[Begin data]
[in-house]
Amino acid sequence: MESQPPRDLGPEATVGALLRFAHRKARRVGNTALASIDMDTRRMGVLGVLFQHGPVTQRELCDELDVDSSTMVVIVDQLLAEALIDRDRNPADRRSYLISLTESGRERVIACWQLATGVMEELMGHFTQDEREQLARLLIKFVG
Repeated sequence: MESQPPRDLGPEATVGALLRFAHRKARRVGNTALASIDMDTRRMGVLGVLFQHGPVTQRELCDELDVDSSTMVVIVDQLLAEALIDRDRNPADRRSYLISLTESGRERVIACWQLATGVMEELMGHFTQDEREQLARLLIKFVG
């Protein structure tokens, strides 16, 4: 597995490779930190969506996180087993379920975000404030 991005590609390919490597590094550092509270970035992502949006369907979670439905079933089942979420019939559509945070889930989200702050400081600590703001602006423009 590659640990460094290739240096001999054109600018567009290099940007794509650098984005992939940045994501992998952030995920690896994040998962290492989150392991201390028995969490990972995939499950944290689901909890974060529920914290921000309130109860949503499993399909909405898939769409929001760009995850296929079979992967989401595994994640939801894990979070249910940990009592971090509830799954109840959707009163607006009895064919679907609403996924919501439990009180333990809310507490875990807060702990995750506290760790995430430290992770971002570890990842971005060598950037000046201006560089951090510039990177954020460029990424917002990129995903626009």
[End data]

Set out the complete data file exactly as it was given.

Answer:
[in-house]
Amino acid sequence: MESQPPRDLGPEATVGALLRFAHRKARRVGNTALASIDMDTRRMGVLGVLFQHGPVTQRELCDELDVDSSTMVVIVDQLLAEALIDRDRNPADRRSYLISLTESGRERVIACWQLATGVMEELMGHFTQDEREQLARLLIKFVG
Repeated sequence: MESQPPRDLGPEATVGALLRFAHRKARRVGNTALASIDMDTRRMGVLGVLFQHGPVTQRELCDELDVDSSTMVVIVDQLLAEALIDRDRNPADRRSYLISLTESGRERVIACWQLATGVMEELMGHFTQDEREQLARLLIKFVG
């Protein structure tokens, strides 16, 4: 597995490779930190969506996180087993379920975000404030 991005590609390919490597590094550092509270970035992502949006369907979670439905079933089942979420019939559509945070889930989200702050400081600590703001602006423009 590659640990460094290739240096001999054109600018567009290099940007794509650098984005992939940045994501992998952030995920690896994040998962290492989150392991201390028995969490990972995939499950944290689901909890974060529920914290921000309130109860949503499993399909909405898939769409929001760009995850296929079979992967989401595994994640939801894990979070249910940990009592971090509830799954109840959707009163607006009895064919679907609403996924919501439990009180333990809310507490875990807060702990995750506290760790995430430290992770971002570890990842971005060598950037000046201006560089951090510039990177954020460029990424917002990129995903626009």